America’s Inflation Reduction Act (IRA) is one of several major pieces of legislation underpinning the bold new economic agenda of the Biden administration. Its name is misleading as it will have little impact on US inflation but is the combination of a domestic industrial policy and an ambitious strategy for net zero, offering $369 billion in investment and tax breaks over the next ten years.
Across the pond, the IRA has been sharply criticised by UK and European politicians and policy wonks due to strict “made in USA” rules that would disqualify European based companies from generous tax breaks and lucrative investment opportunities. UK Trade Secretary, Kemi Badenoch described the legislation as protectionist, stating “it is onshoring in a way that could actually create problems with the supply chains for everybody else.” It risks incentivising companies to re-locate to North America and diverting investment away from the UK and Europe.
Or to quote the Chair of the UK’s Energy Digitalisation Taskforce, Laura Sandys CBE, “the IRA is a game changer… big investors are saying ‘US first, Europe second, Asia third and if you’ve got any spare peanuts at the end of it maybe you can look at the UK.’”
As the US Treasury and Department of Energy are expected to publish IRA guidance in March, UK and EU energy ministers are haggling with their American counterparts to secure concessions and minimise the risks to their respective energy markets and economies. For UK investors, it also prompts questions about the state of play closer to home, with the Conservative Government’s approach putting the UK at risk of falling behind in the global race to maximise the growth potential arising from net zero.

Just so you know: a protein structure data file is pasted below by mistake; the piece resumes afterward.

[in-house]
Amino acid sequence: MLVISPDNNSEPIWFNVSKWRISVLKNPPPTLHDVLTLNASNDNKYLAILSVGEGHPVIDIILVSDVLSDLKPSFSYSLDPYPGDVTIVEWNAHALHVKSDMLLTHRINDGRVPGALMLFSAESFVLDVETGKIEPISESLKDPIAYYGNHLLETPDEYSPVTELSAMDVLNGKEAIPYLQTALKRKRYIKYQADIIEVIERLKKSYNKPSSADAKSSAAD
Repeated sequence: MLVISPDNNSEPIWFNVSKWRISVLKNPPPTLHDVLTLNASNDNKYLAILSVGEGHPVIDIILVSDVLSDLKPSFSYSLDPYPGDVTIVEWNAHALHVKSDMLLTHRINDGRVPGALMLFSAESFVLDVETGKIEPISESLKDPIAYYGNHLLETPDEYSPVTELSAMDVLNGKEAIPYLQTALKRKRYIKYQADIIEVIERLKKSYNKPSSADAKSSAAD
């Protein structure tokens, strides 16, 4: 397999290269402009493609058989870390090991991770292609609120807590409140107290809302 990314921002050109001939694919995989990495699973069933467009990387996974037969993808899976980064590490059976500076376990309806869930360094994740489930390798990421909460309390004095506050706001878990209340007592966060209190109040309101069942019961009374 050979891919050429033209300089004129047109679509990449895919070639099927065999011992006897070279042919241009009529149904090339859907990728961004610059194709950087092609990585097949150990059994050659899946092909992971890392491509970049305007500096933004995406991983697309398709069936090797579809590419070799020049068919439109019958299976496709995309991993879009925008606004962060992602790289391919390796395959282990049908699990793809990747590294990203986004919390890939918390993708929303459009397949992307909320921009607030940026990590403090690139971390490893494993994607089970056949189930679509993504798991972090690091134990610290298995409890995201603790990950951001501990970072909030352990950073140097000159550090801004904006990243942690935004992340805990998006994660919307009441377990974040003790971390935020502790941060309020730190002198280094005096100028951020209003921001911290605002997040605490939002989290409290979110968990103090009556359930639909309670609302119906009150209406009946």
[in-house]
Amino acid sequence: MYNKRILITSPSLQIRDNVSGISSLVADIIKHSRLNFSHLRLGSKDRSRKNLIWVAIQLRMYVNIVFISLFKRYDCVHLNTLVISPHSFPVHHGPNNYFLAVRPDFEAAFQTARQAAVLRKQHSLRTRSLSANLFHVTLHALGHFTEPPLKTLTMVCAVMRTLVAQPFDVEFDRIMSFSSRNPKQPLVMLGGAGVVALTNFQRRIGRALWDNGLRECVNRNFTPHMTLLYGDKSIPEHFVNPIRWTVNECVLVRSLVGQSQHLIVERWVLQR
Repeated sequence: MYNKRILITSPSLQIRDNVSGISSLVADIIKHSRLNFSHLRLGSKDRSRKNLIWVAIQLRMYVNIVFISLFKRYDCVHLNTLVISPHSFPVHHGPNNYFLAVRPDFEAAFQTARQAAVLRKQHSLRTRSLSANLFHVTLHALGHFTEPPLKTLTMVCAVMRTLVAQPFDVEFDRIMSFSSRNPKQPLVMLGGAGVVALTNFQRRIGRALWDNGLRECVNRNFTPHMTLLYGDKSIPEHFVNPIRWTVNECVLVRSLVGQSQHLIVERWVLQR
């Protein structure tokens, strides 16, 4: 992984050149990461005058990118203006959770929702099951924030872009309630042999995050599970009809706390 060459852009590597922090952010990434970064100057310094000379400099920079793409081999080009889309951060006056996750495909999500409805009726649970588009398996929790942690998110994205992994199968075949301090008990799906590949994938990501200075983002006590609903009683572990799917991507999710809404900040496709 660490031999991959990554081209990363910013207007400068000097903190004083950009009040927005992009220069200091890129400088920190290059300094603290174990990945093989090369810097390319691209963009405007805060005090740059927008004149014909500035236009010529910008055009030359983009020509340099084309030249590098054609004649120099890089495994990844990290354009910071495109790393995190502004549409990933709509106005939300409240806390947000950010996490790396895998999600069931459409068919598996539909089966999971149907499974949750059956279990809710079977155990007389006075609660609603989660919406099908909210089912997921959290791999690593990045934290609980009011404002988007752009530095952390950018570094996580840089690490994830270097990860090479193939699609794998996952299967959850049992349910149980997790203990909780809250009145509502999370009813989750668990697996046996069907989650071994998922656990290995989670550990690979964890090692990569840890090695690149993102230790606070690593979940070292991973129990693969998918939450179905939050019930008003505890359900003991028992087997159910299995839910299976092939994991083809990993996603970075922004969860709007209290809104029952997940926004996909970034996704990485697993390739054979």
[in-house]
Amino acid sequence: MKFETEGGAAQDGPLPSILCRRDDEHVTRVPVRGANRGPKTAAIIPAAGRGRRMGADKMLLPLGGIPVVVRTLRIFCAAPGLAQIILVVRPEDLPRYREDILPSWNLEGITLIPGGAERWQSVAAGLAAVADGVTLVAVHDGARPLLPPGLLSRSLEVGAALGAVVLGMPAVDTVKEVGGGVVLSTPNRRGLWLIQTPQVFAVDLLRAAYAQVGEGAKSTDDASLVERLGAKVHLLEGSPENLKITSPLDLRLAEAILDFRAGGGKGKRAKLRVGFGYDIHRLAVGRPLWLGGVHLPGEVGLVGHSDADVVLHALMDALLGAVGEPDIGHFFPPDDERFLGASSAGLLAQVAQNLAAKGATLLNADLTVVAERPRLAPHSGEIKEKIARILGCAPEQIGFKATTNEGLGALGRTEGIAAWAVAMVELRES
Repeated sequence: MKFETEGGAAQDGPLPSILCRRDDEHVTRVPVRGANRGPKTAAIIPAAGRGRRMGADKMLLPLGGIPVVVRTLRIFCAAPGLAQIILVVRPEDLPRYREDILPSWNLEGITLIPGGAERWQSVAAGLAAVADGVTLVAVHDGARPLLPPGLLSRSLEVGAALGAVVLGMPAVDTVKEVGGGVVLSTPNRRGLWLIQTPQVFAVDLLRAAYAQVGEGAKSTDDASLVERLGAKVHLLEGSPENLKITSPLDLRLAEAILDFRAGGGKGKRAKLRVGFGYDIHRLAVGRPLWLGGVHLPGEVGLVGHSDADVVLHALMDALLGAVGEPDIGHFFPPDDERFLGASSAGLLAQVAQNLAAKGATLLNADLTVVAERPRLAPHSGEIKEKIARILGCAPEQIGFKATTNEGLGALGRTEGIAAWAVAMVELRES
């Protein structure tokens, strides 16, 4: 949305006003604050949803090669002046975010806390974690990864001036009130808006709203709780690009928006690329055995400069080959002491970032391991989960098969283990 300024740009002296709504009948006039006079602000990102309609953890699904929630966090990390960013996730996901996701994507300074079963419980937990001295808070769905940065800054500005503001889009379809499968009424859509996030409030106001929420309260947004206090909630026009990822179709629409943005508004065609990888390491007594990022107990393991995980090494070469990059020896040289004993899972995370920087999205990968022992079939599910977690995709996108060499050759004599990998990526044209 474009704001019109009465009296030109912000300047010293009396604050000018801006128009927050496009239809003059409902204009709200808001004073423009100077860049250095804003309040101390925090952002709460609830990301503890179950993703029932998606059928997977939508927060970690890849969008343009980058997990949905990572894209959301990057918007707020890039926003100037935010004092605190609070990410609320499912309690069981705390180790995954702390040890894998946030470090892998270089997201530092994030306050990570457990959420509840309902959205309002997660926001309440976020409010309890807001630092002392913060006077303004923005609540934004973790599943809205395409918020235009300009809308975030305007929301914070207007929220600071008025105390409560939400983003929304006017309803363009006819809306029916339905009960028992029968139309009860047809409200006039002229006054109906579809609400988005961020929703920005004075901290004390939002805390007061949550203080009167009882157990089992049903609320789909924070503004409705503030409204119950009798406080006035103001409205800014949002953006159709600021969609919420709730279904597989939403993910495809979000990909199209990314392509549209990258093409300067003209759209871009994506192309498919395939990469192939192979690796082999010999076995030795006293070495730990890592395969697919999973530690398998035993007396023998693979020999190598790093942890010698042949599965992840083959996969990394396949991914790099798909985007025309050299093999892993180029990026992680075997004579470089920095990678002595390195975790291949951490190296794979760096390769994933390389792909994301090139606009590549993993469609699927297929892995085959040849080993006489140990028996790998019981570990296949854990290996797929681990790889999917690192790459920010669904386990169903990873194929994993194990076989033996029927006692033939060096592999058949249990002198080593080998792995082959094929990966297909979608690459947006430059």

Green leadership in the UK
To rephrase an idiom, the Government’s approach could be described as ‘all wind but no power’. Whilst the UK’s net zero ambitions are well rehearsed by politicians and have been written into law, the policies and funding fail to match the rhetoric. This has created a vacuum which the Labour Party is filling with its Green Prosperity Plan and the promise of £28 billion annually for capital spending on projects designed to tackle climate change.
The Government will need to move quickly for two reasons. Firstly, the High Court ruled in July 2022 that ministers need to explain and substantiate how they plan to deliver on the Government’s Net Zero target by April 2023 following a successful judicial review by climate change campaign groups.
The Court-ordered report is likely to be wrapped up with Government’s response to the independent review of net zero, published in January 2023 and chaired by former energy minister, Chris Skidmore OBE. Skidmore’s 340-page review contains 129 policy recommendations that present the economic case for net zero as “the growth opportunity of the 21st century”.
Secondly, as highlighted by Skidmore’s review, many of the UK’s competitor economies have already made bold and ambitious interventions. Both the USA’s IRA and the EU’s €250 billion Green Deal Industrial Plan provide significant funding and the long-term policy certainty that is mission critical to securing private sector investment in their respective economies. If UK investors are left out in the cold, the UK risks not only losing out on new opportunities, but also current economic activity moving away.
What next for investors?
UK investors can expect the Government to act imminently. Ministers are acutely aware of the competition concerns arising from the USA’s IRA and will want to exploit the UK’s pre-existing market strengths. While the UK cannot compete with the sheer industrial capacity of North America, it is likely ministers will seek to capitalise on the UK’s strong science base and highly specialised expertise in both clean technologies and green finance.